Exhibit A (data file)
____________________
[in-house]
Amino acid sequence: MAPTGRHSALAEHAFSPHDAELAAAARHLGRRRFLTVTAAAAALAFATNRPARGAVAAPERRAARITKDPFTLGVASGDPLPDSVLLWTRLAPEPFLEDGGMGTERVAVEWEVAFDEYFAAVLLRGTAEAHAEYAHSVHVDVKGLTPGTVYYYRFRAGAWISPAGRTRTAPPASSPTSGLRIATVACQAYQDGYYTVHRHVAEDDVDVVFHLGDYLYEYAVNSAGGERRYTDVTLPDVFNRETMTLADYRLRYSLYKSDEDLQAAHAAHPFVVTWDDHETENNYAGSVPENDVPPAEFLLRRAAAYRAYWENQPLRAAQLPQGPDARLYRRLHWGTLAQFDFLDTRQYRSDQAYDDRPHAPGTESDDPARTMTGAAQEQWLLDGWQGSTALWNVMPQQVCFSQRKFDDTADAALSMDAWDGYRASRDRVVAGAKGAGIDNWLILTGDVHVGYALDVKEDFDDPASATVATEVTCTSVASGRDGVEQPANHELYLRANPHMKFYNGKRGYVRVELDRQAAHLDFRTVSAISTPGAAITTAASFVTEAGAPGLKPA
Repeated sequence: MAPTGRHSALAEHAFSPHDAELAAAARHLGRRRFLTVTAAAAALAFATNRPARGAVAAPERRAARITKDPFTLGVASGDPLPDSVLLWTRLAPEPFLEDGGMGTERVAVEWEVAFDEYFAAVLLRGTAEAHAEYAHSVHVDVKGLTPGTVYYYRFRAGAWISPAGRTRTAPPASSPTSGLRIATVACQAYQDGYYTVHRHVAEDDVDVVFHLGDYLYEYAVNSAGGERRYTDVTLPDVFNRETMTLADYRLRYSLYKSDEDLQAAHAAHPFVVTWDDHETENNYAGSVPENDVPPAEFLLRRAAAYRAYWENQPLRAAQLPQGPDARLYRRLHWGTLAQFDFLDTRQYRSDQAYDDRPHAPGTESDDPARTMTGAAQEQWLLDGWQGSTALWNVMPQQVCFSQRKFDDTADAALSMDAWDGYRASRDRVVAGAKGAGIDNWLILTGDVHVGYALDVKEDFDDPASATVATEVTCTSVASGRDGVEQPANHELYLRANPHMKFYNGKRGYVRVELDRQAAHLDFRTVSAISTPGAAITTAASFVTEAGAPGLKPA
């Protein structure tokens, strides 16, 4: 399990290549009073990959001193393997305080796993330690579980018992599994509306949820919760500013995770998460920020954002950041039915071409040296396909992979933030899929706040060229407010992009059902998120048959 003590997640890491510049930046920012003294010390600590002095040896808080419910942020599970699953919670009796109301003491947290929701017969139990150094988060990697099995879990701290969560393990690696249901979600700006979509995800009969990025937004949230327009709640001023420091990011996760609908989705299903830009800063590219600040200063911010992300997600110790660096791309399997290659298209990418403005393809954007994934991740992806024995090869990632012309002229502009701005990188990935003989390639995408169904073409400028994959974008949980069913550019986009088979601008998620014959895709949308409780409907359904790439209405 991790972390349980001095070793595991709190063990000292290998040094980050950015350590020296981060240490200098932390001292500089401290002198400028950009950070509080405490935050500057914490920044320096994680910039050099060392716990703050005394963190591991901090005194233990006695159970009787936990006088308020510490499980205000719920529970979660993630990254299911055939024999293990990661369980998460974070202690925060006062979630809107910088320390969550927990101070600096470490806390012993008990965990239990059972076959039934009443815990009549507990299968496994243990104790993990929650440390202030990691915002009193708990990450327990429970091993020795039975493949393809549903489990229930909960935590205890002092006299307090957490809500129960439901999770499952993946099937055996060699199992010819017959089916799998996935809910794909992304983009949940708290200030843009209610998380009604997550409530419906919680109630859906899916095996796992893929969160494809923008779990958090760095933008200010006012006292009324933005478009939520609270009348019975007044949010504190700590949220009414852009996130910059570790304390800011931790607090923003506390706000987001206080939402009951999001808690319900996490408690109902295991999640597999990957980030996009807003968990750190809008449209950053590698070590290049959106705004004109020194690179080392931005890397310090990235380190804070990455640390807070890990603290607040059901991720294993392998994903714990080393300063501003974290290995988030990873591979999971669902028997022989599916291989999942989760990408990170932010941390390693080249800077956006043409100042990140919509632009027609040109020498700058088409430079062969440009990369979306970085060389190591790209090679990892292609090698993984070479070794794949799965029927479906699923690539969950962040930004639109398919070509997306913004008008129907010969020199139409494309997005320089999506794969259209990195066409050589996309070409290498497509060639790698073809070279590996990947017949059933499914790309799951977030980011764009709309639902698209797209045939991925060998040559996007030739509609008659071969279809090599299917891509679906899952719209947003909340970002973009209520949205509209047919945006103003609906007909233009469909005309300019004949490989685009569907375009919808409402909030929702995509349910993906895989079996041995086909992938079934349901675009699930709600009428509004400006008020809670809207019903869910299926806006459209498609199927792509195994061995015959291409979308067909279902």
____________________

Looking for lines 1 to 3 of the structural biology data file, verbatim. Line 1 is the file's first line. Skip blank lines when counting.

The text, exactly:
[in-house]
Amino acid sequence: MAPTGRHSALAEHAFSPHDAELAAAARHLGRRRFLTVTAAAAALAFATNRPARGAVAAPERRAARITKDPFTLGVASGDPLPDSVLLWTRLAPEPFLEDGGMGTERVAVEWEVAFDEYFAAVLLRGTAEAHAEYAHSVHVDVKGLTPGTVYYYRFRAGAWISPAGRTRTAPPASSPTSGLRIATVACQAYQDGYYTVHRHVAEDDVDVVFHLGDYLYEYAVNSAGGERRYTDVTLPDVFNRETMTLADYRLRYSLYKSDEDLQAAHAAHPFVVTWDDHETENNYAGSVPENDVPPAEFLLRRAAAYRAYWENQPLRAAQLPQGPDARLYRRLHWGTLAQFDFLDTRQYRSDQAYDDRPHAPGTESDDPARTMTGAAQEQWLLDGWQGSTALWNVMPQQVCFSQRKFDDTADAALSMDAWDGYRASRDRVVAGAKGAGIDNWLILTGDVHVGYALDVKEDFDDPASATVATEVTCTSVASGRDGVEQPANHELYLRANPHMKFYNGKRGYVRVELDRQAAHLDFRTVSAISTPGAAITTAASFVTEAGAPGLKPA
Repeated sequence: MAPTGRHSALAEHAFSPHDAELAAAARHLGRRRFLTVTAAAAALAFATNRPARGAVAAPERRAARITKDPFTLGVASGDPLPDSVLLWTRLAPEPFLEDGGMGTERVAVEWEVAFDEYFAAVLLRGTAEAHAEYAHSVHVDVKGLTPGTVYYYRFRAGAWISPAGRTRTAPPASSPTSGLRIATVACQAYQDGYYTVHRHVAEDDVDVVFHLGDYLYEYAVNSAGGERRYTDVTLPDVFNRETMTLADYRLRYSLYKSDEDLQAAHAAHPFVVTWDDHETENNYAGSVPENDVPPAEFLLRRAAAYRAYWENQPLRAAQLPQGPDARLYRRLHWGTLAQFDFLDTRQYRSDQAYDDRPHAPGTESDDPARTMTGAAQEQWLLDGWQGSTALWNVMPQQVCFSQRKFDDTADAALSMDAWDGYRASRDRVVAGAKGAGIDNWLILTGDVHVGYALDVKEDFDDPASATVATEVTCTSVASGRDGVEQPANHELYLRANPHMKFYNGKRGYVRVELDRQAAHLDFRTVSAISTPGAAITTAASFVTEAGAPGLKPA